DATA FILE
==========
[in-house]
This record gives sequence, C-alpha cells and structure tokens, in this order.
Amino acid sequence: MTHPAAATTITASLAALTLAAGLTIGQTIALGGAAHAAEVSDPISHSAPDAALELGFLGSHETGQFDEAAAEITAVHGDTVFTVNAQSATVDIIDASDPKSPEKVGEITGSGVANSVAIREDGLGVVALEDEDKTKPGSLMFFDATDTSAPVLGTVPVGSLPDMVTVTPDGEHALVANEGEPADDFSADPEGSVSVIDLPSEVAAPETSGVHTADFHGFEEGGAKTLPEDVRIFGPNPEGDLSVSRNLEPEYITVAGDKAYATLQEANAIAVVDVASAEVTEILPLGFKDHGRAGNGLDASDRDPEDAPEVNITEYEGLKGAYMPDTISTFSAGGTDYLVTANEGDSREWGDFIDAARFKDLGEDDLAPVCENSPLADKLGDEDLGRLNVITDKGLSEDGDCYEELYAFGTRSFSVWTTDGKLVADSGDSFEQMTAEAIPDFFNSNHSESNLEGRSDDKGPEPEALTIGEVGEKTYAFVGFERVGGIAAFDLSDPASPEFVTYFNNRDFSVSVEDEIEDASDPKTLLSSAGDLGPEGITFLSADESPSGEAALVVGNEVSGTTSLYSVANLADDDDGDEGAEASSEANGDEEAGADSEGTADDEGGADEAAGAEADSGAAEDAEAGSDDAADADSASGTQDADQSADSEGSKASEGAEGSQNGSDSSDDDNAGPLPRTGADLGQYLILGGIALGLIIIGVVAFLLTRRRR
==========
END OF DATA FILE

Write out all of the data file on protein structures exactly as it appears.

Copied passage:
[in-house]
This record gives sequence, C-alpha cells and structure tokens, in this order.
Amino acid sequence: MTHPAAATTITASLAALTLAAGLTIGQTIALGGAAHAAEVSDPISHSAPDAALELGFLGSHETGQFDEAAAEITAVHGDTVFTVNAQSATVDIIDASDPKSPEKVGEITGSGVANSVAIREDGLGVVALEDEDKTKPGSLMFFDATDTSAPVLGTVPVGSLPDMVTVTPDGEHALVANEGEPADDFSADPEGSVSVIDLPSEVAAPETSGVHTADFHGFEEGGAKTLPEDVRIFGPNPEGDLSVSRNLEPEYITVAGDKAYATLQEANAIAVVDVASAEVTEILPLGFKDHGRAGNGLDASDRDPEDAPEVNITEYEGLKGAYMPDTISTFSAGGTDYLVTANEGDSREWGDFIDAARFKDLGEDDLAPVCENSPLADKLGDEDLGRLNVITDKGLSEDGDCYEELYAFGTRSFSVWTTDGKLVADSGDSFEQMTAEAIPDFFNSNHSESNLEGRSDDKGPEPEALTIGEVGEKTYAFVGFERVGGIAAFDLSDPASPEFVTYFNNRDFSVSVEDEIEDASDPKTLLSSAGDLGPEGITFLSADESPSGEAALVVGNEVSGTTSLYSVANLADDDDGDEGAEASSEANGDEEAGADSEGTADDEGGADEAAGAEADSGAAEDAEAGSDDAADADSASGTQDADQSADSEGSKASEGAEGSQNGSDSSDDDNAGPLPRTGADLGQYLILGGIALGLIIIGVVAFLLTRRRR